Juvenile boards soon in all districts

Every district in the state will soon have a Juvenile Justice Board (JJB) that will hear and dispose of cases involving children in conflict with the law. This, however, comes after a delay of 12 years since the Juvenile Justice (Care and Protection of Children) Act, 2000 came into force.

At present, the State has eight districts JJBs that are entrusted with the hearing of cases from neighbouring districts as well as their own, which causes many undue delays and hardships, especially for the relatives of the victims involved.

The backlog of pending cases has been a major issue in the Juvenile Justice system. According to a report conducted by the Department of Criminology, University of Madras, out of the 2,013 cases they had studied, 925 cases were pending disposal. The newly constituted JJBs are expected to accelerate the process of case disposal, which, according to the Act, should be done within four months.

The JJBs would also solve a problem for police officers, as when there is a case involving a juvenile in a district without a Juvenile Justice Board, they are required to escort the child to a district that has a Board.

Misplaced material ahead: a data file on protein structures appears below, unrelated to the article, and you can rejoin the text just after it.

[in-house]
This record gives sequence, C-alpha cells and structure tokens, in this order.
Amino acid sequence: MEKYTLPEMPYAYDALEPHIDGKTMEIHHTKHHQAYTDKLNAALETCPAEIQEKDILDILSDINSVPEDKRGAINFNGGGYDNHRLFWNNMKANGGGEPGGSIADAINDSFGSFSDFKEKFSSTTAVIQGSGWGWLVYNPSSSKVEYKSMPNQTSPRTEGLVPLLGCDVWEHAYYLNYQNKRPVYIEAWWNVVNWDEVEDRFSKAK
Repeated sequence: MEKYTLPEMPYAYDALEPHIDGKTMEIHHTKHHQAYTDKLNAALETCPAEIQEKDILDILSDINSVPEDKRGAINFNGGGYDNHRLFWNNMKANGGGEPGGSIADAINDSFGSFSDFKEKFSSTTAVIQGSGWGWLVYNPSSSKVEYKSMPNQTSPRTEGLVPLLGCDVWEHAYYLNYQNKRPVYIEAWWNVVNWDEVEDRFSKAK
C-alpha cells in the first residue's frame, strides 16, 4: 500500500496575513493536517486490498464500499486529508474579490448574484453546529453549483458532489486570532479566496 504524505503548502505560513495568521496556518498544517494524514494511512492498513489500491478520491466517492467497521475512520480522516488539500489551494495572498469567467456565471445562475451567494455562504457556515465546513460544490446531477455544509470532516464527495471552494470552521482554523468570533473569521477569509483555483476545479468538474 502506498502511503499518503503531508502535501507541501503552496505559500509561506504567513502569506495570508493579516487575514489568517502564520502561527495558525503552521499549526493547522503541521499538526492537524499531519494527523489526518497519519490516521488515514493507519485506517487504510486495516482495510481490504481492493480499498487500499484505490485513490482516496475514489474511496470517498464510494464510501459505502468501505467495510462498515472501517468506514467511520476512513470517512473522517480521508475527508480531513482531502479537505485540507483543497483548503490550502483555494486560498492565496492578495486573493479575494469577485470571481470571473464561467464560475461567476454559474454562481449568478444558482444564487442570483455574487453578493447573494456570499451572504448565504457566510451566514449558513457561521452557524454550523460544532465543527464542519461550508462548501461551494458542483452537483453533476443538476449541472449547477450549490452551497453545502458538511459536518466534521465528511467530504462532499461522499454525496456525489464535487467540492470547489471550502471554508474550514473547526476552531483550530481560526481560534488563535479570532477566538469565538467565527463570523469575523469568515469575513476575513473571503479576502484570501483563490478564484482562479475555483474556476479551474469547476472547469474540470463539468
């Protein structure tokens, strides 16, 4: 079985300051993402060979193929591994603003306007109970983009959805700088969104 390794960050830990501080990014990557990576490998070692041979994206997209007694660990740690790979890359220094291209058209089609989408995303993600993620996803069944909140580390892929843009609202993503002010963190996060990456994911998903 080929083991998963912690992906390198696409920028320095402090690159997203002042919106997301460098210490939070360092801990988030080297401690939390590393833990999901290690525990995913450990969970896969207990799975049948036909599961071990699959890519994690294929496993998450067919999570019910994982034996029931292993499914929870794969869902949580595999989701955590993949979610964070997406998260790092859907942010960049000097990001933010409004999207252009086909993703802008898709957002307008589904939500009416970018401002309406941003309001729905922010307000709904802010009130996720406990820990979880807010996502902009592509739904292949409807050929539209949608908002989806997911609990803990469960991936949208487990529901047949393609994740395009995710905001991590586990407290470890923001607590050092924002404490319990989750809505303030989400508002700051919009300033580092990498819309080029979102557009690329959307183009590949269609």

The Government Order regarding the constitution of the JJBs was issued after the State government notified the Tamil Nadu Juvenile Justice (Care and Protection of Children) Rules last week.

While child protection is a key area and has many structures in place, the need for officials with the right orientation on the subject is important to ensure proper implementation of the system, say experts

“It will be good if the members have a syllabus and are given some fundamental knowledge in the Code of Criminal Procedure, Indian Penal Code as well as the Indian Evidence Act,” says T. Alagappan, former member, Juvenile Justice Board, Chennai.

“Most members are social workers and do not have legal backgrounds. It will benefit them tremendously if they are given an orientation on the law,” he adds.

Similarly, mid-level officials too require more training, say activists.

“Mid-level officials in particular do not have any training. It is important that they receive proper training with the best practices in place, since they are the people who closely interact with children and their families,” says Vidya Reddy, founder, Tulir, an organisation that works in the area of child sexual abuse.

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Printable version | Feb 20, 2020 10:01:33 AM |

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